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A simple and correct economic explanation for why the stock market is so strong, and will strengthen even more in the future, was presented last week on CNBC by Omega Advisors CEO Leon Cooperman. Cooperman is a hedge fund manager with 45 years of experience in financial investing, including as a senior manager at Goldman Sachs. He was also among those who said to buy stocks aggressively when the market was at a bottom in March 2009, for exactly the same reasons that he points to now, when advising investors to buy stocks.

He explains that then, the P/E (price to earnings) ratio for S&P 500 companies was 14. Today, though share prices (P) have doubled, the average multiple remains 14 because the profits (E) have also doubled, on average.

“In a good market or in a bad market, it's better today to be in equities than in bonds, in light of the pricing of both asset classes,” he advises. As far as the risk of sliding into recession because of higher oil prices, he estimates that it would take a price per barrel of over $125 for that to be a danger.

If someone is looking for the reason behind the 16% jump in Magic Software’s (MGIC) share price on huge turnover beginning last Wednesday through Friday, it is that same Cooperman and what he said in the interview referred to above. I believe that investors made a mistake and misunderstood him. When he was asked to list some recommended shares, he quickly gave a long list of stocks, such as Apple (AAPL), Teva Pharmaceutical Industries Ltd. (Nasdaq: TEVA), Vodafone (VOD), and many others, each with a market cap of at least $1.5 billion, and mixed in was the name MGIC. The share soared, however, it turns out that (upon verification by CNBC) he was referring to mortgage insurer MGIC (MGIC Investment Corporation), and viewers mistakenly thought he was talking about the ticker for the little Israeli company Magic.

On Friday, shares in Blackberry manufacturer Research in Motion (RIMM) crashed 11% in response to results, despite the fact that the company continues to grow strongly. The earnings per share in the year that ended in February was $6.34, compared with $4.37 the year before - growth of 45% - and the share trades today at a P/E ratio of 9. The collapse came because guidance for the quarter ending in May was considerably below forecasts. But the real reason is the market’s view that apparently, like Nokia (NOK) before it, RIM is about to enter the trauma room due to the nearly impossible competition with the successful Apple, and it is not clear when and how RIM will get out.

The company has lost so much of investors’ confidence that for the first time I see the phenomenon that all the analysts, including those who have a “Buy” rating on the stock, are chuckling at the guidance that the company issued with its results for profit of $7.50 per share this year.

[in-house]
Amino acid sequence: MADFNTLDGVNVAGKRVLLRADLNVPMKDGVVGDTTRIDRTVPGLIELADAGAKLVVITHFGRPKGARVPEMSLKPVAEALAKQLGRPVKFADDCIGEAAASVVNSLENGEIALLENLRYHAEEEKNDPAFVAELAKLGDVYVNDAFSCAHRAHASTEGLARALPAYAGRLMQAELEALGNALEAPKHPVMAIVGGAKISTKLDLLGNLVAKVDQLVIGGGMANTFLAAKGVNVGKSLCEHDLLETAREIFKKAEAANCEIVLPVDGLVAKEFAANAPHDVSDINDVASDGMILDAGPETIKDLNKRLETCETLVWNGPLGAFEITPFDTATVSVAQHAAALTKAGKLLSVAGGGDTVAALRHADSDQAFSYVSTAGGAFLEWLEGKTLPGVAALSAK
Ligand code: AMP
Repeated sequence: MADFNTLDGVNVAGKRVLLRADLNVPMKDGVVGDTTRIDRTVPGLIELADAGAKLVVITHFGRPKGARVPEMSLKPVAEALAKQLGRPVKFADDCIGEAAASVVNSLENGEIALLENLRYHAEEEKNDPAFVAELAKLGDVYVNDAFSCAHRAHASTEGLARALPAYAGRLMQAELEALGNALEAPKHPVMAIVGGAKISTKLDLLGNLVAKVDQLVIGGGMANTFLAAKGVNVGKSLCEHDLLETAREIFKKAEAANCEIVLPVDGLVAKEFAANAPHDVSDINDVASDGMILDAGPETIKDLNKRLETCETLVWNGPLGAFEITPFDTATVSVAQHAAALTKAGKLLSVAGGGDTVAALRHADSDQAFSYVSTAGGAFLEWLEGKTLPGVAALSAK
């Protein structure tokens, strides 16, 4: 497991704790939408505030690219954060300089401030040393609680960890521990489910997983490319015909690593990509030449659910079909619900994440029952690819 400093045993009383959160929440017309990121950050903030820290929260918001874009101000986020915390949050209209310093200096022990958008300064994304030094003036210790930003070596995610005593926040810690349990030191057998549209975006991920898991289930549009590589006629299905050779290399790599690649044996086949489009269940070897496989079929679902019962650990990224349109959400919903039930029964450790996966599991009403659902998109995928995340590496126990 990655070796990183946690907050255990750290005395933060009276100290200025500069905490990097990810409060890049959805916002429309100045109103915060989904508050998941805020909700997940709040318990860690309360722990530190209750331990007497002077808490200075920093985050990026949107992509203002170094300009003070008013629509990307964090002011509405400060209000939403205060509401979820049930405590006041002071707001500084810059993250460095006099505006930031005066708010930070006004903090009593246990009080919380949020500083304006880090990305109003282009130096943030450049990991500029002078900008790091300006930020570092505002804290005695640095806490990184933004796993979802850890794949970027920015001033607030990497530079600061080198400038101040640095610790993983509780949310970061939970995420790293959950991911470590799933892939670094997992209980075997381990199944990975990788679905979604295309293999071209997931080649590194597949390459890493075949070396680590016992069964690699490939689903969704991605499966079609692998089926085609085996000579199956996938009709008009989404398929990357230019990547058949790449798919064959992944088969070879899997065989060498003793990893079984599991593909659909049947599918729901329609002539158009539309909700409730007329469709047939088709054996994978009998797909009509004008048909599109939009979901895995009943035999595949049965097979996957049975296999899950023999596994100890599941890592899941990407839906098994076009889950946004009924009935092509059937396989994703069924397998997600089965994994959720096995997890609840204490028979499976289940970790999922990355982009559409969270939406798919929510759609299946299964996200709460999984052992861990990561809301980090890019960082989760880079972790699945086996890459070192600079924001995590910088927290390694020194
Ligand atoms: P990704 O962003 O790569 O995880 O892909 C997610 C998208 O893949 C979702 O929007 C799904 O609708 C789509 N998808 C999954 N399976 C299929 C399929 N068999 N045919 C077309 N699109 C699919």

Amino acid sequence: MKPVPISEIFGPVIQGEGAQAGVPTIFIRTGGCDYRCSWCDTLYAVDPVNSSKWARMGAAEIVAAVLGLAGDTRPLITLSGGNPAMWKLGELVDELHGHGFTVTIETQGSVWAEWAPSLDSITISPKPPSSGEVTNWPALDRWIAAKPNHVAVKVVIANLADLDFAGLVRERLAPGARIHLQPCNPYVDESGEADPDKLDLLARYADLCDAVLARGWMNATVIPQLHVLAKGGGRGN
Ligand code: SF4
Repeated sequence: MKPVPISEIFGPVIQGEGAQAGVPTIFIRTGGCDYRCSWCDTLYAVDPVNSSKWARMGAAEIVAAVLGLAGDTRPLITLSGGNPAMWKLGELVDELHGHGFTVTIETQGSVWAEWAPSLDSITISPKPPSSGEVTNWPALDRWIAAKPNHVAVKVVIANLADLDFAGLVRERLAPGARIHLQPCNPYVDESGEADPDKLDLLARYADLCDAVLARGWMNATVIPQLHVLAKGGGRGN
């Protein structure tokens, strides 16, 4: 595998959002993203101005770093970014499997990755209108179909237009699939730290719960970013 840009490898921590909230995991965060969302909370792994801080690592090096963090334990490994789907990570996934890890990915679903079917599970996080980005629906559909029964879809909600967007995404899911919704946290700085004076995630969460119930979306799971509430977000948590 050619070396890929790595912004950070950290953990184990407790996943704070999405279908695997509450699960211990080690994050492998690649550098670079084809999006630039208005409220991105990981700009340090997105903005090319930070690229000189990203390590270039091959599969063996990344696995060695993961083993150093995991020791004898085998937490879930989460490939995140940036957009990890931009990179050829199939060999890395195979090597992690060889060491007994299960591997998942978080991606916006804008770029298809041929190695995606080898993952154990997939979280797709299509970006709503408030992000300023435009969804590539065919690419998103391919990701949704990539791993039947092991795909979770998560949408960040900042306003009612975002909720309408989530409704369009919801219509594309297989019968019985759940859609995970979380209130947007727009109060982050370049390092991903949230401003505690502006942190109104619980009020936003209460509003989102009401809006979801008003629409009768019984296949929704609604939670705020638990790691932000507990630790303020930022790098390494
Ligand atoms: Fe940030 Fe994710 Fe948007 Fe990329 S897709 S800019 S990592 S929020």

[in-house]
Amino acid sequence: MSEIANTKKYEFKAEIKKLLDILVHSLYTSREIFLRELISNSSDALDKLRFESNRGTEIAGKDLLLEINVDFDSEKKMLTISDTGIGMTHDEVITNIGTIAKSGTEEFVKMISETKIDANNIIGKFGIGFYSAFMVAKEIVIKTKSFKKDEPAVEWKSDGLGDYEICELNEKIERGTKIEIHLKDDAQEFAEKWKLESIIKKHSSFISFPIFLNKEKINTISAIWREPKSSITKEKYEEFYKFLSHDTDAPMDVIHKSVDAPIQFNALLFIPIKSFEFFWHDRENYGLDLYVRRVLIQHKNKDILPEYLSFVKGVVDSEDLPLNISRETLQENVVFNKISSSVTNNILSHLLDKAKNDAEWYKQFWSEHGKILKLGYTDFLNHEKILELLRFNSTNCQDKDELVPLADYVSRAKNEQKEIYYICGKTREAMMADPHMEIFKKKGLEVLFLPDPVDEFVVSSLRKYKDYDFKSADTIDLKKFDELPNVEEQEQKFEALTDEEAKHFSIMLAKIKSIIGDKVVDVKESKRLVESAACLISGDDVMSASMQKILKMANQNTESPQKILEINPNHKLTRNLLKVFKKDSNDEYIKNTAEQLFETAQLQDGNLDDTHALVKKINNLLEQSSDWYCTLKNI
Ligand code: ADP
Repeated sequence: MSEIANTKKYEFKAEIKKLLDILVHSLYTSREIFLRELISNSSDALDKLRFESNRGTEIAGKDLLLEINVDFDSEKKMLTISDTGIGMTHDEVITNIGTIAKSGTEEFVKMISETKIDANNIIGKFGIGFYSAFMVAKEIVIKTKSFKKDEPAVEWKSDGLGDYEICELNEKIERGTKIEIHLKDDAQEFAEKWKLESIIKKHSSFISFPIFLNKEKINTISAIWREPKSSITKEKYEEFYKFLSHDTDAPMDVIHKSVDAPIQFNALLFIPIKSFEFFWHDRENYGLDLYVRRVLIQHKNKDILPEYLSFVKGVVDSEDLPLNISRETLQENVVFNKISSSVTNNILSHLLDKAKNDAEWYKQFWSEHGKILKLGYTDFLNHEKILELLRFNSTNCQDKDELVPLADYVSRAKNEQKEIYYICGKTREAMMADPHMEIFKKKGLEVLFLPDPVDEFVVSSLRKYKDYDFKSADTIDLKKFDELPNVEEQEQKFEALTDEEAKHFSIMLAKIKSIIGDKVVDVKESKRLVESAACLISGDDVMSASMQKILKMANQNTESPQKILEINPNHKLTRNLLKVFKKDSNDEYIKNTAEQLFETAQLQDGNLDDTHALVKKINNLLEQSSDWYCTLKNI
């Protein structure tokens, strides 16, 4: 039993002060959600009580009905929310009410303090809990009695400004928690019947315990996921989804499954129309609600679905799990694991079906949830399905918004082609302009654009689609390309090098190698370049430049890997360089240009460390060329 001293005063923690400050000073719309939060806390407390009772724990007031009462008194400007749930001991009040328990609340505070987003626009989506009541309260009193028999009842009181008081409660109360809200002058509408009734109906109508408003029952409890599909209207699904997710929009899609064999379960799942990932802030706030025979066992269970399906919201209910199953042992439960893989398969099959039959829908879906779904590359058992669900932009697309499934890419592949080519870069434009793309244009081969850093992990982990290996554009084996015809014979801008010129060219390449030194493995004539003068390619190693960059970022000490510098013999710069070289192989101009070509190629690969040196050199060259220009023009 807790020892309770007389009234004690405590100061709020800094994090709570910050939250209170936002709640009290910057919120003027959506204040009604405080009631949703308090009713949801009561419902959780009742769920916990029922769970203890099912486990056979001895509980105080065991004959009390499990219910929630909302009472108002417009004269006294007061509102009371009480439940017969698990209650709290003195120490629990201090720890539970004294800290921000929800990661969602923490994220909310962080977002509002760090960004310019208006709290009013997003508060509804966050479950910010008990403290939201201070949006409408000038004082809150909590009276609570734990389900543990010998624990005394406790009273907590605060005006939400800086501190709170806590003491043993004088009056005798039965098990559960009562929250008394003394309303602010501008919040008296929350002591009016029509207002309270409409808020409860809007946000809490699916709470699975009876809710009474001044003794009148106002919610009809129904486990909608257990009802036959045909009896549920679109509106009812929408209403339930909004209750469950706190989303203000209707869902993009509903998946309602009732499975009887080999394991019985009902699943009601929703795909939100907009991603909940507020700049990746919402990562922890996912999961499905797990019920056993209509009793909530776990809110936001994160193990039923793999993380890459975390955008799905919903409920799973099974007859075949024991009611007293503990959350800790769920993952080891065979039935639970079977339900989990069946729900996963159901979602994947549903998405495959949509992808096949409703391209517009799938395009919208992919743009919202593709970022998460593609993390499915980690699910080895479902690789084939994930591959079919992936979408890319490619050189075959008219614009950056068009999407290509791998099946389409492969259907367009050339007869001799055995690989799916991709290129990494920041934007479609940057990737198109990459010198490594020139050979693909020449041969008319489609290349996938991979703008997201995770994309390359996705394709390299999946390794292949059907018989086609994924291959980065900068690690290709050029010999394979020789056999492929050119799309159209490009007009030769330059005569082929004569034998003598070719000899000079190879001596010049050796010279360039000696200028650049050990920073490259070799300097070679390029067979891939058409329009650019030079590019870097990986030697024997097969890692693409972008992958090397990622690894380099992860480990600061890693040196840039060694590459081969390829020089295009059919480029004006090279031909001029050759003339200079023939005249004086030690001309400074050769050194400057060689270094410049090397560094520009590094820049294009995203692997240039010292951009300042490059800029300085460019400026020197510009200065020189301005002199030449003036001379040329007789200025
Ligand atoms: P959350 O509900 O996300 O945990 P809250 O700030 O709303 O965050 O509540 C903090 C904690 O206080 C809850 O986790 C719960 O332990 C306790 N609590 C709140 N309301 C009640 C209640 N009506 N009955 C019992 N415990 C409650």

If the company meets that guidance, it means that the share is trading today at an earnings multiple of around 7 for a smartphone company. To me, it seems much too simplistic on the part of those analysts who erred so greatly with their positive recommendations on Nokia in its first two years of competition against Apple. Now, in my opinion, they are making a mistake again by moving the troubles at Nokia and the mistakes of its previous management directly to RIM.

Blackberry devices, which until the arrival of the iPhones were the default option for businesspeople in North America and Europe, today are actually a favorite in emerging markets - 52% of sales in the most recent quarter, compared with 36% in the corresponding quarter. It turns out that among other things, the unique message platform on the Blackberry, in addition to its physical keypad, made it into a hit in many emerging markets, primarily South America, where subscribers go crazy with intensive SMS communication, in lieu of expensive voice conversations.

Analysts view the turnabout in the geographic diversification of sales of RIM toward Asia and South America as a negative, because the gross profit on the cheap devices sold in those countries is low. But growth in those countries is considerably higher than developed countries, and so the quality of life is expected to improve considerably. That is, the world's baby boomers are coming from China, India, and Brazil. So I actually think that RIM will benefit from selling more expensive smartphones to those "captive" customers in those same countries in the coming years, which will lead to a significant improvement in its future results.

I am taking advantage of the cash in my portfolio tracked at "Globes" and adding RIM, at a time when negative sentiment about it is breaking records. In my opinion the company will turn around ahead of the release of its first tablet computer-- the PlayBook-- next month, and when its new smartphones arrive in the summer.

Published by Globes [online], Israel business news - www.globes-online.com - on March 29, 2011 Reprinted on Seeking Alpha with permission

© Copyright of Globes Publisher Itonut (1983) Ltd. 2011

Source: Research In Motion: Why I Disagree With the Analysts